All public salaries, including pensions, need to kept public
The July 12 AP article by Michael Gormley is of enormous significance.
He states that the state Court of Appeals will soon decide whether the pensions and names of teachers in public pension plans can be obtained by the Empire Center, which has been denied the data applied for under the Freedom of Information Act because a lower court cited the precedent of a previous case upholding this privacy of information regarding police pensions.
According to this excellent article, if the Court of Appeals supports the teachers union position, henceforth the privacy privilege could be, in effect, applied to all governmental pensions, even including those of judges.
Presently, the pension information of publicly held, nongovernmental businesses regarding CEOs, managers and board members is open to scrutiny for logical reasons. Just because state courts have erred in the past with regard to police pensions, the judiciary need not be bound by absurd and incorrect precedent.
The fact that the case was accepted to be heard flies in the face of common sense, sorely lacking in many government entities. The obviously correct logic derives from the theory that the power of the government derives from the people who are responsible for it or, if you will allow, possess the ultimate power of oversight. Except in the case of national security, [oversight] cannot be carried out without information and transparency, especially regarding costs and the flow of money derived from the taxes we pay.
In essence, there should be no secrecy or “privacy” regarding what the government pays its employees, even if they are retired, because pensions noted in hiring contracts are seldom the numbers seen at the time of departure.
Furthermore, perhaps it is impossible for the government to judge itself with regard to its own behavior, especially when it comes to moral and ethical appropriateness that may eventually involve disclosure of judicial pensions.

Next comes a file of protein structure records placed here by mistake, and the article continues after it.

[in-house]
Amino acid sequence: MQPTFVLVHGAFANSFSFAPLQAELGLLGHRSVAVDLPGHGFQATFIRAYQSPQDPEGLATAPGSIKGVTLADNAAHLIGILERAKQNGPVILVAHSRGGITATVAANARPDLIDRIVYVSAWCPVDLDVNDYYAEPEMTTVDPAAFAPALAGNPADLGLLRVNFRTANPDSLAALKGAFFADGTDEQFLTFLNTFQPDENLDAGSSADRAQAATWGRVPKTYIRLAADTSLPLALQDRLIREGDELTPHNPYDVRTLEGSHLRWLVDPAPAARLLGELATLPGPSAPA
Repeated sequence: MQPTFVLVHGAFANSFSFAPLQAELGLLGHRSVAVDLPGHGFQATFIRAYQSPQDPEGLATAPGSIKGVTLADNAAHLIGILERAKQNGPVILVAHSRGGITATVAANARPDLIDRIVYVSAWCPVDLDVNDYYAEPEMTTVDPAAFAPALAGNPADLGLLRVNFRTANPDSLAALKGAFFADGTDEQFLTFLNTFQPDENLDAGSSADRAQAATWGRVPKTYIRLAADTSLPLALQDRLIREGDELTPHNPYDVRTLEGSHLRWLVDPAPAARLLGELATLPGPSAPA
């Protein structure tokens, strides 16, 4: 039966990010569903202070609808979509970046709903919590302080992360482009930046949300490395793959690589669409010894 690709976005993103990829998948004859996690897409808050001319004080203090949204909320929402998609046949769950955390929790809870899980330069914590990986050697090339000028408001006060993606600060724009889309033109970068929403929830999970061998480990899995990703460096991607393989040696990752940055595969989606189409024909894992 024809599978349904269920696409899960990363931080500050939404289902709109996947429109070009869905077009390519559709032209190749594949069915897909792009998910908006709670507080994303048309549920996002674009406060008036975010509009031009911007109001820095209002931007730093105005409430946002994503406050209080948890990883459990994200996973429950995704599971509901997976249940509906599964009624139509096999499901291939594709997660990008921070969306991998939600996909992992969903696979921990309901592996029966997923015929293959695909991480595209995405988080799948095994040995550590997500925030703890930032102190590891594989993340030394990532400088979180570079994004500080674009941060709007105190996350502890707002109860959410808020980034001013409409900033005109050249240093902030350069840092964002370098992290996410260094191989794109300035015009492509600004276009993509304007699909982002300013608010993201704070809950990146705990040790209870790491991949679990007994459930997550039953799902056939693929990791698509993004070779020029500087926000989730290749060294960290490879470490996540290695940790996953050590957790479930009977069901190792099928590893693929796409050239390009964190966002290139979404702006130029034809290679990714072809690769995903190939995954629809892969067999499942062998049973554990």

There is little room for “privacy” involving the finances of government.
Lyle W. Barlyn
Don’t compare Snowden with Daniel Ellsberg
In some circles, the actions of Edward Snowden, leaker of the National Security Agency surveillance programs, have been lauded and compared to the actions of Daniel Ellsberg, leaker of the Pentagon Papers. I believe that such praise is ill- placed on several levels.
In 1970, Mr. Ellsberg shared the classified Pentagon Papers with The New York Times. These documents revealed that the government had knowledge that the Vietnam War could most likely not be won, and that continuing the war would lead to many more casualties than was ever admitted publicly. Eventually excerpts from the Pentagon Papers were published in The Times.
In June 1971 Mr. Ellsberg publicly surrendered to the U.S. Attorney’s Office and said, “I am prepared to answer to all the consequences of this decision.” Mr. Ellsberg stood trial in 1973, but all charges were eventually dismissed due to the revelations of the Watergate break-in. Thus, Mr. Ellsberg leaked the documents to protest the war and save lives. He surrendered to the American justice system and stood trial.
Mr. Snowden has defended his leaks as an effort “to inform the public as to that which is done in their name and that which is done against them.” It is not yet clear that these leaks have resulted in any real benefit to the public and certainly will not end surveillance in this post-9/11 era.
Mr. Snowden has not faced the consequences of his actions, but rather has sought asylum in countries such as China, Russia and Venezuela. These countries are not known as advocates of public dissent.
Whatever one may think of Edward Snowden, his actions in no way compare to those of Daniel Ellsberg.
Column on trial verdict far superior to cartoon
Your July 17 editorial page showed a remarkable contrast between the Gazette’s poor choice of a political cartoon and Richard Cohen’s column.
Mr. Cohen tried to elevate the post-Zimmerman trial conversation, pointing out the high crime rate among young black men. He wrote of the need for change in the culture, including the black community, so that ordinary citizens of all races no longer need to be leery of young black men.
The cartoon served no constructive purpose and was, in fact, reprehensible. The depiction of Zimmerman getting away with murder served only to further divide the races.
John D. Hanshaw
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